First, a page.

'Power' must be transferred to the lower levels, to invigorate the economy & modernisation, but such transfer to the local levels resulted in extreme difficulties with regulation & control by the CCP. Catch 22?
Deng unleashed centrifugal forces that promoted the interests of the consumer, rather than the interests of the producer and the central CCP.

Innovation?The innovation & science questions lingered on.

Were the Nobel Prize distributions biased? Was empirical science thriving in Shanghai? Were the English language interactions important catalysts? Did the diversity of Mandarin & Shanghai Wu & Pidgin English, help or hinder the process of human interaction?

China was obsessed with 'control' of diversity and businesses, both were denigrated for the cut throat competition, hire & fire winner takes all greed. The talented got to the top of the CCP and recruited clones ... not mavericks ... to build and protect monolithic bureaucracies. It seemed to us that Google 'evolved' from small beginnings in back street Palo Alto but Alibaba exploded as it 'involved' ... work was frenetic, folk had no time think about hitherto unconnected connections ... and ingenuity ... all bureaucracies, state or private, were about 'control' of the construction of monoliths ... not diversity & innovation?  

Then came another 'new' initiative from the CCP -

'Common Prosperity'

Was this the 15th or 17th 5 year plan? ... or a scheme to crack down on compound interest and private enterprise ... or was it a scam to ban inequality ... and much needed diversity?

2023 the CCP policy was to harness new technologies from the private sector for the benefit of the country regardless of intellectual property rights = not for profit?
More than a third of the CCP’s 205-member Central Committee now have a background in science, technology, engineering and mathematics.

Innovation FunnelThe questions remained, how was the CCP to 'control' the continuous innovation -

1 crowd trouble? - when work was focused on the military rather than economic growth 

2 bribery & corruption? - when big numbers of brains were focused on titular power grabs rather than synergies of specialisations & scale

3 bureaucratic kludge? - when state controlled enterprises were focused on hierarchies rather than continuous innovation & market development

4 theft of intellectual property? - when WTO Rules were abandoned by price fixes rather than the complex process of technology transfer?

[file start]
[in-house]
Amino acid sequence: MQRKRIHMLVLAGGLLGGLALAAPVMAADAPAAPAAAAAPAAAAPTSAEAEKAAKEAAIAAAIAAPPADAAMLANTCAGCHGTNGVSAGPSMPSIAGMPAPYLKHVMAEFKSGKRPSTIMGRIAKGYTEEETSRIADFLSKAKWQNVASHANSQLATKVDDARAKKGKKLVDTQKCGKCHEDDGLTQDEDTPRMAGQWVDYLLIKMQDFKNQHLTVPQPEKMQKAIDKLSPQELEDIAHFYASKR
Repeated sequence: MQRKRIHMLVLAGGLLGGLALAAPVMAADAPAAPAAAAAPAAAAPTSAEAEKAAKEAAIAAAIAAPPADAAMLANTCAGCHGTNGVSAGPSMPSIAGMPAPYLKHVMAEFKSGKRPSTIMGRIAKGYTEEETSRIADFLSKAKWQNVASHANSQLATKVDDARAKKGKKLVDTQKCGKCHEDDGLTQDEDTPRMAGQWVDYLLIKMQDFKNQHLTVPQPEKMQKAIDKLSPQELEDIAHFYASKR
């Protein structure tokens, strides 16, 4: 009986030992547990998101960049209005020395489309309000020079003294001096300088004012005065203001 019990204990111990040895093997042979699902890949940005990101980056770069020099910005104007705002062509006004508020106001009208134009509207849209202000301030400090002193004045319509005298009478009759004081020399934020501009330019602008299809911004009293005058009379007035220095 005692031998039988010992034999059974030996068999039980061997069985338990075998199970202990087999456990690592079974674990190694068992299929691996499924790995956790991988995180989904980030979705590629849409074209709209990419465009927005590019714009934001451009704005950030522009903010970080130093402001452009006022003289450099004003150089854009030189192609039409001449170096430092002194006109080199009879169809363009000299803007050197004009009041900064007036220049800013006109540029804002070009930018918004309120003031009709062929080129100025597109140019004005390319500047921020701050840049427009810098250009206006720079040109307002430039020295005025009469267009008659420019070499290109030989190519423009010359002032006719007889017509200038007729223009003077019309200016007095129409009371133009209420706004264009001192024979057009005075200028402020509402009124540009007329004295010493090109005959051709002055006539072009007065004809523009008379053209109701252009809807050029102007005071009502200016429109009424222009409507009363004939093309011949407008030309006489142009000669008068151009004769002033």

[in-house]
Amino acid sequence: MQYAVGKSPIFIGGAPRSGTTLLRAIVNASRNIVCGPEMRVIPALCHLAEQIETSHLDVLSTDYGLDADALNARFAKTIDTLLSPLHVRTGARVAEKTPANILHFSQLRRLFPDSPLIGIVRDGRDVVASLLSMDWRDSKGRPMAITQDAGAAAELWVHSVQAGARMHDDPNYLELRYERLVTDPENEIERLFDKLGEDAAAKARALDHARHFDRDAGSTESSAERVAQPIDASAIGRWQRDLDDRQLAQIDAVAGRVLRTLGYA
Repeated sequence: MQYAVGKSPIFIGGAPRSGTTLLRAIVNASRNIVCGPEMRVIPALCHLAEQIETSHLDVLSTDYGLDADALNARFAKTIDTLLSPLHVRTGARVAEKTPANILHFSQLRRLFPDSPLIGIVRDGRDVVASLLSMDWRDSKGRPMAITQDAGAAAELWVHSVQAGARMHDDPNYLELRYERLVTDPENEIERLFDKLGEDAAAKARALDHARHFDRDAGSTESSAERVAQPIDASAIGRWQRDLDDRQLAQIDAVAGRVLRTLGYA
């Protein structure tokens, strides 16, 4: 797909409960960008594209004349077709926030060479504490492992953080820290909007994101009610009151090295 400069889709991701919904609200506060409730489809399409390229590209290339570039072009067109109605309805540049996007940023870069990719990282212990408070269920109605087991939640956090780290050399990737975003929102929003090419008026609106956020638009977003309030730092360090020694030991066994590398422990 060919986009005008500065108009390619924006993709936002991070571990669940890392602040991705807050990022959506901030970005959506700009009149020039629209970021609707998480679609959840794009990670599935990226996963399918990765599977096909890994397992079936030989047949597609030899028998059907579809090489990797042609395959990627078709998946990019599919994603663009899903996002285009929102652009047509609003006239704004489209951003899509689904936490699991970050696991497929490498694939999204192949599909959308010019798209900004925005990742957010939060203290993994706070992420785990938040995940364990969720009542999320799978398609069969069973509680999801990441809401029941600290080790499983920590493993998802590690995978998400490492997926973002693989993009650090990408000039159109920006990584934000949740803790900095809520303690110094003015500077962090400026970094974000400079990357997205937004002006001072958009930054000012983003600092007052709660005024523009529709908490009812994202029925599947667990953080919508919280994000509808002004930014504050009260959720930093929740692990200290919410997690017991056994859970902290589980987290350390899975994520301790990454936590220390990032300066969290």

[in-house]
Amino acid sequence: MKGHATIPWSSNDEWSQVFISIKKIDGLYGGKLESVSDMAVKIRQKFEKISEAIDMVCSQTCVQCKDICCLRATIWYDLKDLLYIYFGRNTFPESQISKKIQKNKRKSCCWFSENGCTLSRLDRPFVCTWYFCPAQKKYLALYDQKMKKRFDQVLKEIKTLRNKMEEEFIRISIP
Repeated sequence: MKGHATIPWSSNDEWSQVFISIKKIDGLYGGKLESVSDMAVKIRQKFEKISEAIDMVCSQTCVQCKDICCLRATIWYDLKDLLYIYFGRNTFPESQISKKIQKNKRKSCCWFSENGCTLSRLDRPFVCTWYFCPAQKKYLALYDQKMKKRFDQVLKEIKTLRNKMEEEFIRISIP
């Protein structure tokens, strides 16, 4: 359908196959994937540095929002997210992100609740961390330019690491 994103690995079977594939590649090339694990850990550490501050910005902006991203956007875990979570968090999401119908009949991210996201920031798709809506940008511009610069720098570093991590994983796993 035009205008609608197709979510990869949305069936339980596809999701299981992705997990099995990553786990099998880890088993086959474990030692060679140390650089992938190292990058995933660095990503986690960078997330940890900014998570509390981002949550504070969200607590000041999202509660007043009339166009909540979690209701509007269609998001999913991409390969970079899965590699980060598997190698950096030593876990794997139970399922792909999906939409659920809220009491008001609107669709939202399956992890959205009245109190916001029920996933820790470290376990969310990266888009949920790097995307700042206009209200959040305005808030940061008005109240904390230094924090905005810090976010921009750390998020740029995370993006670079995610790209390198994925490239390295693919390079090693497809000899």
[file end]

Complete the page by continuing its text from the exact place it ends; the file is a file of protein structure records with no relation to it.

Imagine the Elon Musk Space X landings?

Diversity of trial & error productive investment?  

... and how was India faring?  

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 Hindustan Lever & Market Development ...   

Michael Wood China Michael Wood IndiaThe comparison between the Unilever history of market development in India & China continued to fascinate us and  no doubt dominated Unilever investment decisions and the quest for excellence in global markets.

The cultural histories of India and China were enlightened by absorbing the wonderful story telling of our favourite historian Michael Wood -   

1. Out of Africa migration & Kerala Trade.
Evidence from DNA genomic analysis and the fossil record does not falsify the first diaspora of hominids out of Africa skirted coasts the Indian Ocean from Ethiopia through the Arabian Peninsular and down the Eastern sea board to the beaches of Kerala. Exploring and tarrying on the great rivers Nile, Euphrates, Tigress and Indus thus feeding the early civilisations ... and on to Indonesia & Australia. 

10 mya Common Ancestor. 2.5 mya Early Hominids Habilis in East Africa.

200,000 ya may be Homo Erectus started it all as small brains grew to big ... upright, hairless, runners with some basics of language and technology - fire, tools, hand axes & art. Motivated by curiosity & the search for survival the diaspora followed the animals for starters then out of Africa treks went global until climate change interfered as skills were accumulated for survival, trade and later defence ... as soon as there were stocks there were thieves.

By 200,000 ya there were many hominids in Africa and Neanderthals & Denisovans in Europe, but eventually Homo Sapiens was the sole surviving species from this frenetic gene pool ... generation after generation, layer upon layer.